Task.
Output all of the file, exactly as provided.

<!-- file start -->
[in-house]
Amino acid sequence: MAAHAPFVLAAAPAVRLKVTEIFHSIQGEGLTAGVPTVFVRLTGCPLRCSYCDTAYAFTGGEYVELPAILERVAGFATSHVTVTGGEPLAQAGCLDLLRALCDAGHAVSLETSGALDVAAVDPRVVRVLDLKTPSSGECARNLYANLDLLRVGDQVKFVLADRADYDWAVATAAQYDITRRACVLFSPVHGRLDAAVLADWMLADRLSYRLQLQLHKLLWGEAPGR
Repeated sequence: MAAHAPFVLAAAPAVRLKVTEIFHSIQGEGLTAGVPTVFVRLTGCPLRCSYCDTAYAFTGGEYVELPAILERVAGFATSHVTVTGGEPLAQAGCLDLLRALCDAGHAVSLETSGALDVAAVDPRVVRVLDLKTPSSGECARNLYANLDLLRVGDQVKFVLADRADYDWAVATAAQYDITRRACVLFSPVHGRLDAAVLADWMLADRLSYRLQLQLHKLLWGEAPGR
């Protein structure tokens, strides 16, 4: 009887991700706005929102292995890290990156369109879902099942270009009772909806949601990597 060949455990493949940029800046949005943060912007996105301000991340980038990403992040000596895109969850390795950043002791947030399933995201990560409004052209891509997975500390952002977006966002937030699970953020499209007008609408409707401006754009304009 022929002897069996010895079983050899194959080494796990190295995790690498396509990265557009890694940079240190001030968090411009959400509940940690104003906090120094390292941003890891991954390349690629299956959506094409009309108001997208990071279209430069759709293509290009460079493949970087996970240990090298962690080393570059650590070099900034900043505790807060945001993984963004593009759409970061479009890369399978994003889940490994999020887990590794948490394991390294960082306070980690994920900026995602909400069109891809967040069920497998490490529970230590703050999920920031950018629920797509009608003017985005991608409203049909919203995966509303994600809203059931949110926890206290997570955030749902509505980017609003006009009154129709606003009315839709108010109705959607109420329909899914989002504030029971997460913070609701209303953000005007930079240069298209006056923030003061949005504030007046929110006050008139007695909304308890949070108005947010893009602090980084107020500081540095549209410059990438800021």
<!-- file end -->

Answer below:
[in-house]
Amino acid sequence: MAAHAPFVLAAAPAVRLKVTEIFHSIQGEGLTAGVPTVFVRLTGCPLRCSYCDTAYAFTGGEYVELPAILERVAGFATSHVTVTGGEPLAQAGCLDLLRALCDAGHAVSLETSGALDVAAVDPRVVRVLDLKTPSSGECARNLYANLDLLRVGDQVKFVLADRADYDWAVATAAQYDITRRACVLFSPVHGRLDAAVLADWMLADRLSYRLQLQLHKLLWGEAPGR
Repeated sequence: MAAHAPFVLAAAPAVRLKVTEIFHSIQGEGLTAGVPTVFVRLTGCPLRCSYCDTAYAFTGGEYVELPAILERVAGFATSHVTVTGGEPLAQAGCLDLLRALCDAGHAVSLETSGALDVAAVDPRVVRVLDLKTPSSGECARNLYANLDLLRVGDQVKFVLADRADYDWAVATAAQYDITRRACVLFSPVHGRLDAAVLADWMLADRLSYRLQLQLHKLLWGEAPGR
């Protein structure tokens, strides 16, 4: 009887991700706005929102292995890290990156369109879902099942270009009772909806949601990597 060949455990493949940029800046949005943060912007996105301000991340980038990403992040000596895109969850390795950043002791947030399933995201990560409004052209891509997975500390952002977006966002937030699970953020499209007008609408409707401006754009304009 022929002897069996010895079983050899194959080494796990190295995790690498396509990265557009890694940079240190001030968090411009959400509940940690104003906090120094390292941003890891991954390349690629299956959506094409009309108001997208990071279209430069759709293509290009460079493949970087996970240990090298962690080393570059650590070099900034900043505790807060945001993984963004593009759409970061479009890369399978994003889940490994999020887990590794948490394991390294960082306070980690994920900026995602909400069109891809967040069920497998490490529970230590703050999920920031950018629920797509009608003017985005991608409203049909919203995966509303994600809203059931949110926890206290997570955030749902509505980017609003006009009154129709606003009315839709108010109705959607109420329909899914989002504030029971997460913070609701209303953000005007930079240069298209006056923030003061949005504030007046929110006050008139007695909304308890949070108005947010893009602090980084107020500081540095549209410059990438800021």